tree.py is a small utility that displays input from stdin in a tree-like structure. It takes a large amount of inspiration from Steve Baker's original and widely deployed tree utility: http://mama.indstate.edu/users/ice/tree/
tree.py operates in a very different way to the traditional tree command, it instead takes input from stdin (so you can pipe it data) and will try and parse it and present it in an intuitive tree-like format.
You can put the file tree.py wherever you like, and set an alias in your
.bashrc file if you use bash, or you can just copy it to your
> sudo cp tree.py /usr/bin/
The traditional way to use tree.py is with no commands (or with a path passed in as an argument) to display the whole directory tree of a target.
> tree [path]
> tree ~/foo/bar
By default, files starting with a "
." are hidden, to include these files, you
can run tree.py with the
-a flag, e.g:
> tree -a ~/foo/bar
Usage with find (or another tool with similar output)
Tree automatically detects when data is being piped to it instead of standalone usage:
> find . | tree
. ├── .git │ └── ... ├── COPYING ├── DISCLAIMER ├── README.md └── tree.py 23 directories, 34 files
You can start to build up powerful commands that display in a nice tree-like way, for example, if you were to filter the above file names like so:
> find . | grep head
You would get this result:
./.git/logs/refs/heads ./.git/logs/refs/heads/master ./.git/refs/heads ./.git/refs/heads/master
And piped into tree.py...
> find . | grep head | tree
... it display like so:
. └── .git ├── logs │ └── refs │ └── heads │ └── master └── refs └── heads └── master 7 directories, 2 files
Usage with grep
If you are using grep to search for text within multiple files, tree.py can
also accept this input, and display a line-match count for each file. For this,
as it is not normal input, you need to pass in
-i grep or just
> grep as ./COPYING ./DISCLAIMER | tree -i g
. ├──  COPYING └──  DISCLAIMER 1 directory, 2 files
And here's a nice example with xargs and find too:
> find . -type f | xargs grep 'as' | tree -i g
. ├── .git │ ├──  COMMIT_EDITMSG │ ├──  HEAD │ ├──  config │ ├── hooks │ │ ├──  commit-msg.sample │ │ ├──  pre-commit.sample │ │ ├──  pre-push.sample │ │ ├──  pre-rebase.sample │ │ ├──  prepare-commit-msg.sample │ │ └──  update.sample │ ├──  packed-refs │ └── refs │ └── remotes │ └── origin │ └──  HEAD ├──  COPYING ├──  DISCLAIMER └──  tree.py 6 directories, 14 files
- Implement tree for non-stdin usage (i.e. without needing
- More input file formats
- Ability to display information on files such as file permissions, size, user, group, timestamps etc...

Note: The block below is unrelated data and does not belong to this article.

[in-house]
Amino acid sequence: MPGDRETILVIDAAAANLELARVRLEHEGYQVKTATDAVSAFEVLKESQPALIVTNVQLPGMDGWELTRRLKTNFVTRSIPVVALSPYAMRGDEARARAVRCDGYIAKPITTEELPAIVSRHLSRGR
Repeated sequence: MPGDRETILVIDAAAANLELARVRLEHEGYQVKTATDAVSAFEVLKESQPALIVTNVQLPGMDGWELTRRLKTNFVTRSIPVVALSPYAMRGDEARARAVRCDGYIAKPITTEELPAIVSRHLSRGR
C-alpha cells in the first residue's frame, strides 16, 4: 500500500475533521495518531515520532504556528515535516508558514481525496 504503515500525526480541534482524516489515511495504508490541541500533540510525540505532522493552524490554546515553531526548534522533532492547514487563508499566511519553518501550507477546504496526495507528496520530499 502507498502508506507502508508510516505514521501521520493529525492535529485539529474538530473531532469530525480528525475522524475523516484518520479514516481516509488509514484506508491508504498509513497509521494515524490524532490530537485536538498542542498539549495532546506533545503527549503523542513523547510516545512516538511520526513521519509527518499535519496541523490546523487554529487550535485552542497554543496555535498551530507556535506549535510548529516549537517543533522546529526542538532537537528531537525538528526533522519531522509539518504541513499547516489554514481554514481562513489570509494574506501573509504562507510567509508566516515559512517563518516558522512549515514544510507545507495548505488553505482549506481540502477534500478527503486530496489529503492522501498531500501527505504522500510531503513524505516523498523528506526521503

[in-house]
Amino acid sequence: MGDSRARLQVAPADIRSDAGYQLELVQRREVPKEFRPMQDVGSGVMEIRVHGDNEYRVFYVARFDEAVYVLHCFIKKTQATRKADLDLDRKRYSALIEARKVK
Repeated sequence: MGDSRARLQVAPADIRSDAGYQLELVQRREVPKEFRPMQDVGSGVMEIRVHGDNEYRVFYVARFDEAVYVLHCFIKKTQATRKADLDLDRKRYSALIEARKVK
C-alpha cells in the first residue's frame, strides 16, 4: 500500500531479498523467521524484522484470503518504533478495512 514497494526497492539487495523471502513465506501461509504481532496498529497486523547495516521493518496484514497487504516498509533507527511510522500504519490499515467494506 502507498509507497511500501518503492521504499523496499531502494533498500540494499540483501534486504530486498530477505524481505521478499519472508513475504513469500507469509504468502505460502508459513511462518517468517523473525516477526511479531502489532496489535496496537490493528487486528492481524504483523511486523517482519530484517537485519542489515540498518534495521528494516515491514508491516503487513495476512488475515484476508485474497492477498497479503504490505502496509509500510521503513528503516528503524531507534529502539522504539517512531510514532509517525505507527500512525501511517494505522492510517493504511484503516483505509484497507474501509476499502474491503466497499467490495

This is the help message that can be seen after running tree -h
> tree -h Usage: tree.py [-h] [-i [none|normal|grep|g|n]] [other options ...] [target] A small utility that displays input from stdin in a tree-like structure -h, --help show the help message -i, --mode, --input-mode The input type. If ommitted, the default is "auto", if -i is given with no argument, then "normal" is used. Values: - auto: (default when -i is not included in the command) automatically try and detect whether data is being piped to tree, and if so, use "normal" mode, otherwise use "none" (checks if stdin is a tty) - none: don't read from stdin, display a target directory instead! - normal: [or n] (default when -i is included but no value given) Accept input which is one filename per line - grep: [or g] Accept input that is like grep multi-file output (i.e. "file: match" for each line, with single files possibly appearing multiple times) -c, --color, --colour Use color in the tree. Values: - auto: try and automatically detect - always - none -a Include hidden files -e, --encoding Which characters should be used to draw the tree Values: - auto: try and detect which would be best (default) - utf-8 - ascii
tree.py loosely uses the environment variables
TREE_COLORS to decide how to color the output.
TREE_COLORS is given a
higher priority, overriding each individual 'match' in LS_COLORS. You can also
bin to set colours for when you pipe grep input into tree
to colour the matches.
Copyright © 2013 Sam Lanning firstname.lastname@example.org
This work is free. You can redistribute it and/or modify it under the terms of the Do What The Fuck You Want To Public License, Version 2, as published by Sam Hocevar. See the COPYING file for more details.